In early 1950, the Soviet Union refused to seat a delegate on the U.N. Security Council in protest over the fact that the Republic of China (Taiwan) had a permanent seat on the council but the People's Republic of China (PRC) did not.
Soviets veto resolution to defend South KoreaThe USSR had veto power on the council, a fact that would become vitally important in June of that year when North Korea invaded South Korea. With no Soviet delegate present, UN Security Council Resolution 84 received 7 "yes" votes with three nations abstaining. This vote gave international sanction for the defense of South Korea. But what if the Soviet delegate to the council had been present and had vetoed the resolution?
Today in 1950, U.S., British, Australian, and Canadian troops landed in North Korea at several points along the shoreline of Wonsan harbor. It was the largest amphibious operation since the Normandy invasion of June, 1944. Although North Korean units in the area fully expected a seaborne invasion, the size of the force wading ashore quickly overwhelmed any effort at defense. It was clear from that morning that there would be no holding back in the defense of South Korea.
A new story by Matt DattiloAfter the Soviet veto of UN Security Council Resolutions 84 and 85 in July, it became clear that if South Korea were to be saved, it would take a coalition of nations operating outside of UN auspices. U.S. President Harry Truman, unwilling to act without Congressional approval, initially ordered only military aid sent to the beleaguered South Korean military. By the third week of July, a North Korean victory seemed certain. By the first of August, the remains of the Republic's military was being loaded aboard ships at the port of Pusan, the last city in South Korean hands. Those fortunate enough to escape the country by sea set up a government-in-exile in Taiwan.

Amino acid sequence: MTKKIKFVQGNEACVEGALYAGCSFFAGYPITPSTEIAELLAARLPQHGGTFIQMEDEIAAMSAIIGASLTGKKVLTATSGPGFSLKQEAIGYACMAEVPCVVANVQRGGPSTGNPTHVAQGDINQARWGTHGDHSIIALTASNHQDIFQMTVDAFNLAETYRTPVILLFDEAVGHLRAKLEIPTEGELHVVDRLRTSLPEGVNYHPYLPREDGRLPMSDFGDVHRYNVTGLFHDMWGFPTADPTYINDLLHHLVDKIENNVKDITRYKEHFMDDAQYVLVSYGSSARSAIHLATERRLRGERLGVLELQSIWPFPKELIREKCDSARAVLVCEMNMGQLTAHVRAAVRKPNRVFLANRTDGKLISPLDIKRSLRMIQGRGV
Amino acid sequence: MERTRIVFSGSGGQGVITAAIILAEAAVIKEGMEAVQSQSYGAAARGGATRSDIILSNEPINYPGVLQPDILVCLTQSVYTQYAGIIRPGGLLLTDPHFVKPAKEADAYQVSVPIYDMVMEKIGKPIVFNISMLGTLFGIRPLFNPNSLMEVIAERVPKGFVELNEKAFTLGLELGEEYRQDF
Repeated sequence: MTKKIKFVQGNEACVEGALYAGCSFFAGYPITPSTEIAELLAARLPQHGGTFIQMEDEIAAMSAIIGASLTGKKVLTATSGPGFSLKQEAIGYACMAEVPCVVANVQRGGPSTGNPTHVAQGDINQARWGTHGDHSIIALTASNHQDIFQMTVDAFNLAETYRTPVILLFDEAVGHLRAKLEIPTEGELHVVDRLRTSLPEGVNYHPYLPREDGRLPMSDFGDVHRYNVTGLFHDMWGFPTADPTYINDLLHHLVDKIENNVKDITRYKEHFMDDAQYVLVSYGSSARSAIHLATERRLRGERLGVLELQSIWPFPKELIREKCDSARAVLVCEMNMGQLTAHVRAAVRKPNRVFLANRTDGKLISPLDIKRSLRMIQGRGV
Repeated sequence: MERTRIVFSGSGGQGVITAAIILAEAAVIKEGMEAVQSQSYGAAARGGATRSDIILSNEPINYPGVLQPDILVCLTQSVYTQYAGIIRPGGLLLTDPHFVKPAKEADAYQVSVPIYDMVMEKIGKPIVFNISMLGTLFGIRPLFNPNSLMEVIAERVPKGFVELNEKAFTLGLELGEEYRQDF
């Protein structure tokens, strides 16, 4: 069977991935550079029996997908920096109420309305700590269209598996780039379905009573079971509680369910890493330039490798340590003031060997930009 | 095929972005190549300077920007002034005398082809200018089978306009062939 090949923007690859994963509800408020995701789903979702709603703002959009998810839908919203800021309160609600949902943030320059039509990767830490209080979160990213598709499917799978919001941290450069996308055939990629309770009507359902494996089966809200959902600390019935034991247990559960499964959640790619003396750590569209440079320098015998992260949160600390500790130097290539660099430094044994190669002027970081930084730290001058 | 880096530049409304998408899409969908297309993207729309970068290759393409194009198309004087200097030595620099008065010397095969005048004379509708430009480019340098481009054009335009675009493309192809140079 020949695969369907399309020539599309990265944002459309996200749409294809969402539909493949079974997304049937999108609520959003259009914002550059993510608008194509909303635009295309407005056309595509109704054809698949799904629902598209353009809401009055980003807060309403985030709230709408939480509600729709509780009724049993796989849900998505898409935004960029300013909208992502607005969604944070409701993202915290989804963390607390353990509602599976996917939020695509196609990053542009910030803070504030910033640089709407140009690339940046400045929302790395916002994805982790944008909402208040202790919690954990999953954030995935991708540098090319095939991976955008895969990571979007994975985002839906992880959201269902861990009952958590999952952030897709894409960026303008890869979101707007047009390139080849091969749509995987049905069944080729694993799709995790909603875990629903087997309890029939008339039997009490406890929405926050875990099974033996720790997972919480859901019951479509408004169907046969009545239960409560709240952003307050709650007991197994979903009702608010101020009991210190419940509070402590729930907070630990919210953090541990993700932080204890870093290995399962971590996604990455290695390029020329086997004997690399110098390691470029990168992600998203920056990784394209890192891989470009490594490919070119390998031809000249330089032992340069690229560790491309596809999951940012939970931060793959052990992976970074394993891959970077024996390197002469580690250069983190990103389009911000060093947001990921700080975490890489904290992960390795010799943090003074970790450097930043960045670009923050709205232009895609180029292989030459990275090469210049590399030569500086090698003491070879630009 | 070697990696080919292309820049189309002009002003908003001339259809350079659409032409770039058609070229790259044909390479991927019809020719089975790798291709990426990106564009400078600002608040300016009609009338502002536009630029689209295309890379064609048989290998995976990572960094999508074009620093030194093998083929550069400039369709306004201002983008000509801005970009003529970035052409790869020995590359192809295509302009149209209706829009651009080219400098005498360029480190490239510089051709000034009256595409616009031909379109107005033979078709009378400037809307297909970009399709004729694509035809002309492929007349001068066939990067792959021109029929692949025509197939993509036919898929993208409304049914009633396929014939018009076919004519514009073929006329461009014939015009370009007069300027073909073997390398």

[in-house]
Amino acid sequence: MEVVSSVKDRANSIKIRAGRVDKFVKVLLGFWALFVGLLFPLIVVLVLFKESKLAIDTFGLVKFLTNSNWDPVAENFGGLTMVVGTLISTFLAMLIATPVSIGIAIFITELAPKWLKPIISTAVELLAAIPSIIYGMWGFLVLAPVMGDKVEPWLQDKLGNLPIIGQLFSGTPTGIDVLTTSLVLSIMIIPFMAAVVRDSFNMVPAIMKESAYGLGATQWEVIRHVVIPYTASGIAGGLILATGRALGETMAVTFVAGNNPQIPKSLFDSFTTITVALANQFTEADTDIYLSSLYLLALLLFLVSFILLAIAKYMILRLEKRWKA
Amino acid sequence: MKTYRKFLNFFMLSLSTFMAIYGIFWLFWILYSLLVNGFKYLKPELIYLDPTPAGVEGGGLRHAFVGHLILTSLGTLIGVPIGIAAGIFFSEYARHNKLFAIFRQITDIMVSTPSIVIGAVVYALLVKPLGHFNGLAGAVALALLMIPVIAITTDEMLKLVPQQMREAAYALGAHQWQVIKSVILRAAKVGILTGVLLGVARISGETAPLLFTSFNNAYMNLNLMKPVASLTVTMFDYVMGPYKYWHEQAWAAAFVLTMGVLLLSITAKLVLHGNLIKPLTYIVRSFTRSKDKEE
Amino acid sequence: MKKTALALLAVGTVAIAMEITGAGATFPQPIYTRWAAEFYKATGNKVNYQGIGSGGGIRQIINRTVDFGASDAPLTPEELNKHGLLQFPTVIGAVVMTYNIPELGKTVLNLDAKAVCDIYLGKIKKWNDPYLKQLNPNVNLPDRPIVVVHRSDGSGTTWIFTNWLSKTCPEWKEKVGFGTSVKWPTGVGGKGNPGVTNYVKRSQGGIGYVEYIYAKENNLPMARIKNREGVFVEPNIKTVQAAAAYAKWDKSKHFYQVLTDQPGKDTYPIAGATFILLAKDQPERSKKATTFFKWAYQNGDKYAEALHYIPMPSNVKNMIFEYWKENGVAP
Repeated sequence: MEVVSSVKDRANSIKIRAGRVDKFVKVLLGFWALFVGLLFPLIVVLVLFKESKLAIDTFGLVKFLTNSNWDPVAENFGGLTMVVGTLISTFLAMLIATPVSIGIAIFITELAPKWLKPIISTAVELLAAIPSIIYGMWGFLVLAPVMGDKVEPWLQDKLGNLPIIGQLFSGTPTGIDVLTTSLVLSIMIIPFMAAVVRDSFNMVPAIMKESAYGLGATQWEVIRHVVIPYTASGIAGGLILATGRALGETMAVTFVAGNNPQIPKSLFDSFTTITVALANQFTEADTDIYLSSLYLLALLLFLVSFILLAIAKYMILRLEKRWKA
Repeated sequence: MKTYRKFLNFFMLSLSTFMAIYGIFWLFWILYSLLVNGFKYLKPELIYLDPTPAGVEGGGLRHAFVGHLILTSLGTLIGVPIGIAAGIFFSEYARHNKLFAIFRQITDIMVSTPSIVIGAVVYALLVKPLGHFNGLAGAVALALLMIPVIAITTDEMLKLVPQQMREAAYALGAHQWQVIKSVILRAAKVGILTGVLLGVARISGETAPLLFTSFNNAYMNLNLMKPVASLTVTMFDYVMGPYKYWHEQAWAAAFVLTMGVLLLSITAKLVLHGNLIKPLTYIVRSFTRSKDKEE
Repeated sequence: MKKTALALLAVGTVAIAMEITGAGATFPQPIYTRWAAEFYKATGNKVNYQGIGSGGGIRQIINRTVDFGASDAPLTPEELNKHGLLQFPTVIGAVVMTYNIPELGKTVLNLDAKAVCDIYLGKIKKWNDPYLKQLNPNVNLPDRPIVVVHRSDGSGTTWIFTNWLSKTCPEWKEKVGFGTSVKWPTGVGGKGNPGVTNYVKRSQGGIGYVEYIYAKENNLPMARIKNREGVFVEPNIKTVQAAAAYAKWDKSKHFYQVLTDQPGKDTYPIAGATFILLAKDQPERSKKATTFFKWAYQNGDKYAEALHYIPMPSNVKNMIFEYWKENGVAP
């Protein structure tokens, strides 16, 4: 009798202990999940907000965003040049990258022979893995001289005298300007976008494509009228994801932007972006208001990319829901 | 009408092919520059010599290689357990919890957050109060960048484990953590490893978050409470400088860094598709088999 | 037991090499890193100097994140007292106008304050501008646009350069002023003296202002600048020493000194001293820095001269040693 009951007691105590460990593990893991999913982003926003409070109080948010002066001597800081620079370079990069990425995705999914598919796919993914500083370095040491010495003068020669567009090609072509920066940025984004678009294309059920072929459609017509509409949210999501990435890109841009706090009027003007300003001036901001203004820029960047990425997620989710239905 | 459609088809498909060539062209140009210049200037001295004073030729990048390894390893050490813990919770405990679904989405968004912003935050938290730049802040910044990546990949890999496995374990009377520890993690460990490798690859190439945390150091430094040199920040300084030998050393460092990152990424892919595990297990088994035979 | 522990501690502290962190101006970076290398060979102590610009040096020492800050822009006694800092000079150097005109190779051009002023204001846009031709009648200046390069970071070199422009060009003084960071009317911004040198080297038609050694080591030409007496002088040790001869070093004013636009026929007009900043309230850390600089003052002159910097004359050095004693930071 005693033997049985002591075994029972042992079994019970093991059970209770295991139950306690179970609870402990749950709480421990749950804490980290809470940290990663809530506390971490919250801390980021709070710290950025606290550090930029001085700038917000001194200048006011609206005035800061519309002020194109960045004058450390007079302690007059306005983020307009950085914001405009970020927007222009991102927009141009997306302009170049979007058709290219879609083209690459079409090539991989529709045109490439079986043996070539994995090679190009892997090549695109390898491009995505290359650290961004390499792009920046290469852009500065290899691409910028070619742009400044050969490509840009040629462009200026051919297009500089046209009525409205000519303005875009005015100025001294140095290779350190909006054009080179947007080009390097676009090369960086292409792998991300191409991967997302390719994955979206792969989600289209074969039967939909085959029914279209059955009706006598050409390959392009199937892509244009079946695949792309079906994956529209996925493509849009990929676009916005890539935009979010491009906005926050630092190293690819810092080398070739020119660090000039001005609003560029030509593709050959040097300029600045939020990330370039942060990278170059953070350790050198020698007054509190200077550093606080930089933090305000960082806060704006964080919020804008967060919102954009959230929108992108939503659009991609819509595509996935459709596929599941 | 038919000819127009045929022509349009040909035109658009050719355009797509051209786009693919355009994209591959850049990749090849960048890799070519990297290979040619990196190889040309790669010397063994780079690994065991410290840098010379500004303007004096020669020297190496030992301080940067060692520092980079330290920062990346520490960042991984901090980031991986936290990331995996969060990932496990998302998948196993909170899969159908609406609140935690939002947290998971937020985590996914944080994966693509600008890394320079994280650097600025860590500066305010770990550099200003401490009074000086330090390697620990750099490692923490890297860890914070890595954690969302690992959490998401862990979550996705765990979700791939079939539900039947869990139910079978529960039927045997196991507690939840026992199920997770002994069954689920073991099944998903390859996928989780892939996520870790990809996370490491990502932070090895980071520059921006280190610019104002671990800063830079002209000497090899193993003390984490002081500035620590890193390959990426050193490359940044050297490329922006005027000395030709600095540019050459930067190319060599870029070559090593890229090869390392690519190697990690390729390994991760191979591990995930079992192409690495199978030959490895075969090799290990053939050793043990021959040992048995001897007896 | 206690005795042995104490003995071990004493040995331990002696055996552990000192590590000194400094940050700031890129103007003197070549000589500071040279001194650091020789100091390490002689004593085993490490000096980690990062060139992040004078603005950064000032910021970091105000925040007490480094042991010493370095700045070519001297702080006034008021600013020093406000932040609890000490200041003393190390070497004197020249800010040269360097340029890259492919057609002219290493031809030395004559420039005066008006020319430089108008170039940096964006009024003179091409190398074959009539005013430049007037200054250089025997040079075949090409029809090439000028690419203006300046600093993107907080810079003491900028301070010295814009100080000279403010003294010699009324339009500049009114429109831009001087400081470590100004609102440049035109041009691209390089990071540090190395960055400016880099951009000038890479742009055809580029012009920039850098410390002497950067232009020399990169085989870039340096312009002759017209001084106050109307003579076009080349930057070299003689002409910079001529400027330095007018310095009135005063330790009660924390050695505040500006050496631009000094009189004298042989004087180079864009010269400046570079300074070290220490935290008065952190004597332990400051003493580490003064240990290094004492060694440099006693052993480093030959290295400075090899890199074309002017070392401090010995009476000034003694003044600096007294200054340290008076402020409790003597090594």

A plan to retake the Korean peninsula was already being finalized by the time the North Korean communists declared victory on August 8th, 1950. President Truman's State Department had been quietly negotiating with a small group of like-minded nations in an attempt to form a military coalition. General Douglas MacArthur, as Supreme Commander of the Allied Powers in the Pacific, would be the overall commander of all land and sea forces. MacArthur wanted to make a landing at Inchon, a port on the west coast of Korea close to Seoul. It boasted some of the world's farthest ranging tides and the invasion force would have to deal with scaling up a seawall while under attack by North Korean defenders. Regardless, Mac was confident that 40,000 men could be put ashore while the tide was in.
The Joint Chiefs of Staff thought differently. Their plan was to put 100,000 men ashore at Wonsan, located on the other side of the peninsula. From there, the force would push over the mountainous interior of North towards Pyongyang, cutting off the North Korean supply routes in the process. With winter closing in rapidly, communist forces in the south would soon find themselves in a desperate situation. At least that was the hope.